As someone who struggled with chronic illness for many years, I do believe in the getting the most accurate care when you are sick. However, the self-diagnosis/do-it-yourself approach doesn’t do it for me. If you are actually thinking about trying the whole do it yourself thing, consider the following:

• If you want right answers, ask the right questions. If you are dealing with constant head pain, don’t spend your day research aneurysms because that is the only possible conclusion you can come to. For all you know, your doctor will diagnose those headaches as migraines and in the meantime, you have driven yourself crazy with this so make sure you get your facts straight.

• Consider the source. Are you reading a research article from medical journal or are you reading something that a company has posted for its own agenda?  As you know there plenty of people out there that practice snake oil sales and the internet has plenty of those kind of sales people waiting for you to fall for their so called cures and diagnoses. As I tell my kids, just because it is on the internet doesn’t mean it is true.

• If it is on the web, it is not about you. The internet can be an educational source but what you are reading doesn’t apply to you, your medical history, family medical history and your specific circumstance. I am a firm believer in learning all you can about your condition but it is important to understand that what you read doesn’t necessarily apply to your unique situation.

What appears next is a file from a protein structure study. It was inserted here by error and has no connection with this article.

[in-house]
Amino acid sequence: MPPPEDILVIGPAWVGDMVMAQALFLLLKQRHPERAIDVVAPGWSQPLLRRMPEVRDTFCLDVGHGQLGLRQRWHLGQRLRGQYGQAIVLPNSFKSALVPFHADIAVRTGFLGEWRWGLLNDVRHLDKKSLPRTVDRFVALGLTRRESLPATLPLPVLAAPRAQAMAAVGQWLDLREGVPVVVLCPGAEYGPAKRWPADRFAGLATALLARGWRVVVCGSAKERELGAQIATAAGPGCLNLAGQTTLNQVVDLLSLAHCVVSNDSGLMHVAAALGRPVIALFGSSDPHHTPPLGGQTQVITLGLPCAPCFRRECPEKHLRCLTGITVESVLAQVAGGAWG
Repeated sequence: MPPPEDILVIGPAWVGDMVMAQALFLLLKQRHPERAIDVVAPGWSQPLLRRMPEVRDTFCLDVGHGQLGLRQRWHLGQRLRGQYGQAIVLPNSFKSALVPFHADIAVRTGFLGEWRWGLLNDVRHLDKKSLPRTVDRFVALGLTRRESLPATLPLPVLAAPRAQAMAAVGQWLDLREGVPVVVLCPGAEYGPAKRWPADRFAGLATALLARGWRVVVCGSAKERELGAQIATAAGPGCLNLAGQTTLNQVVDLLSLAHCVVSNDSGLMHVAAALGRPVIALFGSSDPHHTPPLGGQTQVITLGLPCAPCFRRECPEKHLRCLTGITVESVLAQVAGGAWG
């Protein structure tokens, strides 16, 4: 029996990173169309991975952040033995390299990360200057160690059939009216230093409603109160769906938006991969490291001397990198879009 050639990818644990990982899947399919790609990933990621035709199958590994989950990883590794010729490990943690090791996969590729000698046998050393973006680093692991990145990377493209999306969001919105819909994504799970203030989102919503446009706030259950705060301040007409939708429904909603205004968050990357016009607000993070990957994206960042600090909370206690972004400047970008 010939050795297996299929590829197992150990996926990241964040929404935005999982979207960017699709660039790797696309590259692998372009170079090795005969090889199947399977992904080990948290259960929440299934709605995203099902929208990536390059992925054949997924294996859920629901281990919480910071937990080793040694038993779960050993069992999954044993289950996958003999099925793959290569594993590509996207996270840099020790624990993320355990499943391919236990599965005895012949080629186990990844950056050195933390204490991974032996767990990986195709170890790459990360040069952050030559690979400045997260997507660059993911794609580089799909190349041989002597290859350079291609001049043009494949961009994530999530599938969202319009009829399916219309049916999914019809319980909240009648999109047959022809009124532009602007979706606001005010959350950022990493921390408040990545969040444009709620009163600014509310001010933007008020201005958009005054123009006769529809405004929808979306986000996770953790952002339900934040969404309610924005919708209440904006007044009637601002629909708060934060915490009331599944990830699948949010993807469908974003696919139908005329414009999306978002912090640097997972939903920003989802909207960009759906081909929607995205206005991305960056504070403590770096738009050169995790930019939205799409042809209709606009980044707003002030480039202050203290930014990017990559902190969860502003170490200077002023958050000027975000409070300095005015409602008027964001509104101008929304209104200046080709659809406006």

• Look for information that is up to date. As you know, the field of medicine is constantly changing and advancing. It changes year by year so check to see when the information was published. If it is an old resource, look to see if you can find an updated version or another more timely reference.

• Avoid the self-diagnosis. Think about the self-fulfilling prophecy in a psychological setting. If you believe something, your behavior will lead it to appear true. In this case, you are likely to influence yourself into self-diagnosis because of the knowledge that you have about the experience or something you are afraid of. For example, if you have a family history of heart attacks, you are more likely to notice chest pain or even think you are having a heart attack simply because it is something that worries you.

The bottom line – it is okay to use the internet as a resource but be smart about it. Don’t stop with what you are reading and follow up with your doctor about what is ailing you.


Chronic Illness Tip: Make Job modifications

If you want to keep working full or part time, you have to stay physically and mentally able to continue to manage your job responsibilities.  To avoid stress and anxiety, you need to allow yourself more time during the day to get your responsibilities done.  Speak with your employer about a flexible schedule that would allow you to come in later or leave later. Or you could ask if you could work from home two or more mornings a week so that you can get more rest.  Another way you can help yourself is to take a nap during your lunch hour to minimize fatigue and give you more energy.  Whatever plans you make to modify your job situation, it is better not to put this off. To accommodate chronic illness in your work life, you need to work to budget time, create and follow to-do lists, and limit outside and personal commitments on workdays.

Consider writing a letter to yourself